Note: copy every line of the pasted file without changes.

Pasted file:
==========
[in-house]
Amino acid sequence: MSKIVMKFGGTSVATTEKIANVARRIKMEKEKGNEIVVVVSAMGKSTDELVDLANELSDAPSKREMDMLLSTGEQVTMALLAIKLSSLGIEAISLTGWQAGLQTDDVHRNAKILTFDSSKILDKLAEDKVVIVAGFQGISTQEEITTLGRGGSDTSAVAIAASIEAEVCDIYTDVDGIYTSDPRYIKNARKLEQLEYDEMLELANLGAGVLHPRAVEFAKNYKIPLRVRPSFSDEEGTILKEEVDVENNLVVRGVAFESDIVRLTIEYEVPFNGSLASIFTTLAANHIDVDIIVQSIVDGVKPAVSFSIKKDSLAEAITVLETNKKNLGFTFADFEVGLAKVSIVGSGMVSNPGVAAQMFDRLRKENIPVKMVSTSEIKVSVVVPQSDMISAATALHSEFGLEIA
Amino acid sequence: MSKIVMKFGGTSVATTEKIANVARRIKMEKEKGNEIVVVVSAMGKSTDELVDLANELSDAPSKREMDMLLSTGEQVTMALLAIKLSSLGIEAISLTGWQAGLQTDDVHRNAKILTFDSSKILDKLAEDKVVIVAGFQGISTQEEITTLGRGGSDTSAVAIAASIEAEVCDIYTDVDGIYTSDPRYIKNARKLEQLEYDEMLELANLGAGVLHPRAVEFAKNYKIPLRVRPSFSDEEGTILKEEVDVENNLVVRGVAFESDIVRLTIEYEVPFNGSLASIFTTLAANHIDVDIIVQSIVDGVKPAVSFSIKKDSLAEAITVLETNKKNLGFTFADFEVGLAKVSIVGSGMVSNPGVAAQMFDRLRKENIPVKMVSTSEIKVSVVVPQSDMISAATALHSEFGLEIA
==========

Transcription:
[in-house]
Amino acid sequence: MSKIVMKFGGTSVATTEKIANVARRIKMEKEKGNEIVVVVSAMGKSTDELVDLANELSDAPSKREMDMLLSTGEQVTMALLAIKLSSLGIEAISLTGWQAGLQTDDVHRNAKILTFDSSKILDKLAEDKVVIVAGFQGISTQEEITTLGRGGSDTSAVAIAASIEAEVCDIYTDVDGIYTSDPRYIKNARKLEQLEYDEMLELANLGAGVLHPRAVEFAKNYKIPLRVRPSFSDEEGTILKEEVDVENNLVVRGVAFESDIVRLTIEYEVPFNGSLASIFTTLAANHIDVDIIVQSIVDGVKPAVSFSIKKDSLAEAITVLETNKKNLGFTFADFEVGLAKVSIVGSGMVSNPGVAAQMFDRLRKENIPVKMVSTSEIKVSVVVPQSDMISAATALHSEFGLEIA
Amino acid sequence: MSKIVMKFGGTSVATTEKIANVARRIKMEKEKGNEIVVVVSAMGKSTDELVDLANELSDAPSKREMDMLLSTGEQVTMALLAIKLSSLGIEAISLTGWQAGLQTDDVHRNAKILTFDSSKILDKLAEDKVVIVAGFQGISTQEEITTLGRGGSDTSAVAIAASIEAEVCDIYTDVDGIYTSDPRYIKNARKLEQLEYDEMLELANLGAGVLHPRAVEFAKNYKIPLRVRPSFSDEEGTILKEEVDVENNLVVRGVAFESDIVRLTIEYEVPFNGSLASIFTTLAANHIDVDIIVQSIVDGVKPAVSFSIKKDSLAEAITVLETNKKNLGFTFADFEVGLAKVSIVGSGMVSNPGVAAQMFDRLRKENIPVKMVSTSEIKVSVVVPQSDMISAATALHSEFGLEIA